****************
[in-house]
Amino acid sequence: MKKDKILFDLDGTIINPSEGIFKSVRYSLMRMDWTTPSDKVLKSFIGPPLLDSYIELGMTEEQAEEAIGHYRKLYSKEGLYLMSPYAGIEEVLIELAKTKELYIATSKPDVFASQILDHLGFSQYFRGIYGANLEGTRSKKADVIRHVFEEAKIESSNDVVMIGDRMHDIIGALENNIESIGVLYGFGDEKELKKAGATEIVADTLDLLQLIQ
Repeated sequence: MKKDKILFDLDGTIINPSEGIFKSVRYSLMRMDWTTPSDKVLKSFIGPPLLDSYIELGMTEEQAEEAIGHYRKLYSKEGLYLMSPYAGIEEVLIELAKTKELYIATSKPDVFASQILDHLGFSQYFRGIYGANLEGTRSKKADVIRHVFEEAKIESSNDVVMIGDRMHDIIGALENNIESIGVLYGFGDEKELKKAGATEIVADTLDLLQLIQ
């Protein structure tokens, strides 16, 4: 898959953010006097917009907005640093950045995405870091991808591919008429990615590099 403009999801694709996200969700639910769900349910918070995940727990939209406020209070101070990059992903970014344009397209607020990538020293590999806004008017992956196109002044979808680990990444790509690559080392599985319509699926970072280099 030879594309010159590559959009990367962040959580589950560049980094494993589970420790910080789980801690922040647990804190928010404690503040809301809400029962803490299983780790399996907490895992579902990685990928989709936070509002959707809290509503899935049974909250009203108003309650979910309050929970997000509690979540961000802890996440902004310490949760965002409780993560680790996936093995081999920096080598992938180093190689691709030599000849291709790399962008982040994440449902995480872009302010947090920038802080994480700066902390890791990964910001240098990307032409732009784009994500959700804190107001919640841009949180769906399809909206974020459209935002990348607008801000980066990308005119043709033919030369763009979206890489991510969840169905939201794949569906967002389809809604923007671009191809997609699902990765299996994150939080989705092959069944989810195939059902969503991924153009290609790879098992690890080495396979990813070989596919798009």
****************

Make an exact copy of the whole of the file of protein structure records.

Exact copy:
[in-house]
Amino acid sequence: MKKDKILFDLDGTIINPSEGIFKSVRYSLMRMDWTTPSDKVLKSFIGPPLLDSYIELGMTEEQAEEAIGHYRKLYSKEGLYLMSPYAGIEEVLIELAKTKELYIATSKPDVFASQILDHLGFSQYFRGIYGANLEGTRSKKADVIRHVFEEAKIESSNDVVMIGDRMHDIIGALENNIESIGVLYGFGDEKELKKAGATEIVADTLDLLQLIQ
Repeated sequence: MKKDKILFDLDGTIINPSEGIFKSVRYSLMRMDWTTPSDKVLKSFIGPPLLDSYIELGMTEEQAEEAIGHYRKLYSKEGLYLMSPYAGIEEVLIELAKTKELYIATSKPDVFASQILDHLGFSQYFRGIYGANLEGTRSKKADVIRHVFEEAKIESSNDVVMIGDRMHDIIGALENNIESIGVLYGFGDEKELKKAGATEIVADTLDLLQLIQ
């Protein structure tokens, strides 16, 4: 898959953010006097917009907005640093950045995405870091991808591919008429990615590099 403009999801694709996200969700639910769900349910918070995940727990939209406020209070101070990059992903970014344009397209607020990538020293590999806004008017992956196109002044979808680990990444790509690559080392599985319509699926970072280099 030879594309010159590559959009990367962040959580589950560049980094494993589970420790910080789980801690922040647990804190928010404690503040809301809400029962803490299983780790399996907490895992579902990685990928989709936070509002959707809290509503899935049974909250009203108003309650979910309050929970997000509690979540961000802890996440902004310490949760965002409780993560680790996936093995081999920096080598992938180093190689691709030599000849291709790399962008982040994440449902995480872009302010947090920038802080994480700066902390890791990964910001240098990307032409732009784009994500959700804190107001919640841009949180769906399809909206974020459209935002990348607008801000980066990308005119043709033919030369763009979206890489991510969840169905939201794949569906967002389809809604923007671009191809997609699902990765299996994150939080989705092959069944989810195939059902969503991924153009290609790879098992690890080495396979990813070989596919798009």